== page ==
He applied the Page 69 Test to his new novel, Crime of Fashion, and reported the following:
In Crime of Fashion’s page 69 there is a brief reflection on the fashion industry by a former model and an even briefer phone call that she makes while on the way to a fashion show. Fashionistas won’t find revelations or new information about that business in that page.Browse inside Crime of Fashion, and learn more about the book and author at José Latour's website.
However, crime fiction readers who are not familiar with fashion learn more about the character there, and how her take on the world of fashion has evolved over the years.
I don’t think that a person who limits his reading to page 69 would be interested in reading on. That page provides no indication of the crimes that will be committed, nor the rest of a rather complicated plot in which some are murdered by an unanticipated killer.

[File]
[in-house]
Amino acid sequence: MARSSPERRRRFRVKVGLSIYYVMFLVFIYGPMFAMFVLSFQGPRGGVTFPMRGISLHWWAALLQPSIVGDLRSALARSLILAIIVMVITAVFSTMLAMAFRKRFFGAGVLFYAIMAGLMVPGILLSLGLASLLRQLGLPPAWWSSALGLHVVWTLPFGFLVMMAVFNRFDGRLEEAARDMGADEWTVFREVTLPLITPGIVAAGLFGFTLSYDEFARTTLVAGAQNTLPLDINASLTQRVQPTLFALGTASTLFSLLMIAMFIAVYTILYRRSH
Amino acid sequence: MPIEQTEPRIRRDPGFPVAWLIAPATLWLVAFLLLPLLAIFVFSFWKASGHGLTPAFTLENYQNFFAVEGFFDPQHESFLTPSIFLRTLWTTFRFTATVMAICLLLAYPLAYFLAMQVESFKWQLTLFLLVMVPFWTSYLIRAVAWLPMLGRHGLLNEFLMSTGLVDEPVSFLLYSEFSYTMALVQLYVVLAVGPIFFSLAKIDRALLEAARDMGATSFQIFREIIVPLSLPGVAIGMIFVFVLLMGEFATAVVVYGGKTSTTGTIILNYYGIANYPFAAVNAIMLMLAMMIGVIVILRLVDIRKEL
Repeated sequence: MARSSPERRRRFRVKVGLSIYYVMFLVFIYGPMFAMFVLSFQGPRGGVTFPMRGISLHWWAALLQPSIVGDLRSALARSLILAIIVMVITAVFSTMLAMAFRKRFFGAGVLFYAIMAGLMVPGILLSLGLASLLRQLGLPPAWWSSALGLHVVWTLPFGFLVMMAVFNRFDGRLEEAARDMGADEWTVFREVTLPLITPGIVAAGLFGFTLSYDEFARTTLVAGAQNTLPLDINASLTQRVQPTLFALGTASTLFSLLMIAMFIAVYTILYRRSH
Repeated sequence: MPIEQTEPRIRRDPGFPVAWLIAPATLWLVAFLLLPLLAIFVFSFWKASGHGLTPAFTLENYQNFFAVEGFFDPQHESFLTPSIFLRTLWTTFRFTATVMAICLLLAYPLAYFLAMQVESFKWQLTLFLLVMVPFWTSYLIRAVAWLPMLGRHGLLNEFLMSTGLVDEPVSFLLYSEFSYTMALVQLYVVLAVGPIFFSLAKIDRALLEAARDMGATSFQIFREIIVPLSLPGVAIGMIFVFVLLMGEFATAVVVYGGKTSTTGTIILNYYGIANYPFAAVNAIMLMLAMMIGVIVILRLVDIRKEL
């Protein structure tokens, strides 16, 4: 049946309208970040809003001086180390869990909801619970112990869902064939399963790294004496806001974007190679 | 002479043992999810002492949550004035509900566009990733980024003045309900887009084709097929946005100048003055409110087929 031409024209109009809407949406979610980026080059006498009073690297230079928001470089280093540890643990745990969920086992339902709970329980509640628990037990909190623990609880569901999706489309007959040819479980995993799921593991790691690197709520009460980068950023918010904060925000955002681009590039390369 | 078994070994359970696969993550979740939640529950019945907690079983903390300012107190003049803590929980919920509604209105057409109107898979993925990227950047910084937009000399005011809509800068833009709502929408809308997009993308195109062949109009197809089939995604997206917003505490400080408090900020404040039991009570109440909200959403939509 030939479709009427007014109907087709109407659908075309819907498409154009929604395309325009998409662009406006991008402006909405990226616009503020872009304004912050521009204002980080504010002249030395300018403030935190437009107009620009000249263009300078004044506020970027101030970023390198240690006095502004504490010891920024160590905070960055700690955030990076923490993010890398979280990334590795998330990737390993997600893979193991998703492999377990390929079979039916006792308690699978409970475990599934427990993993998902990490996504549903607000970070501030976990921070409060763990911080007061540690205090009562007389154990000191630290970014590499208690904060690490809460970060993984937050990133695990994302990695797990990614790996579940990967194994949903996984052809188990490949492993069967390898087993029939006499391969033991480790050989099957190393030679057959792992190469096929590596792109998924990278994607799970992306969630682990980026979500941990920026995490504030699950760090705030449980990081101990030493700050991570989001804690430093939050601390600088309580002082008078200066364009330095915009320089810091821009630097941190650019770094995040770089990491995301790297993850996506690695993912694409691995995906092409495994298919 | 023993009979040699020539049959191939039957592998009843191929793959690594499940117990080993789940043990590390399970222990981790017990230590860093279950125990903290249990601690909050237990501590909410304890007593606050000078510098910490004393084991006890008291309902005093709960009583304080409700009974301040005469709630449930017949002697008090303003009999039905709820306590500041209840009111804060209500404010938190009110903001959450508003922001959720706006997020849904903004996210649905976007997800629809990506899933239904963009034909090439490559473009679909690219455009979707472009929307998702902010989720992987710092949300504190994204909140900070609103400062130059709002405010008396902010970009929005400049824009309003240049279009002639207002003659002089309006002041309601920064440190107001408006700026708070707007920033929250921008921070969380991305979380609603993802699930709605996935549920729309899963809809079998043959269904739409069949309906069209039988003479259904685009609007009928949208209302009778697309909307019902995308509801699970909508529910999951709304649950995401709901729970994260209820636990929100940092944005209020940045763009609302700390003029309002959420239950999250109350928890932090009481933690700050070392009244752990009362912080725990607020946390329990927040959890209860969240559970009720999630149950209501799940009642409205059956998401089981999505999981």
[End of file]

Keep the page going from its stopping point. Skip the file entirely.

Concerning the Page 69 Test blog, I would like to give an opinion, if I may. Trying to guess how well or badly written a book is — or how interesting or boring the story is — just by reading a single page compares to deciding on whether or not to watch a painting or a sculpture by examining one square inch at its center.
Check out the complete list of books in the Page 69 Test Series.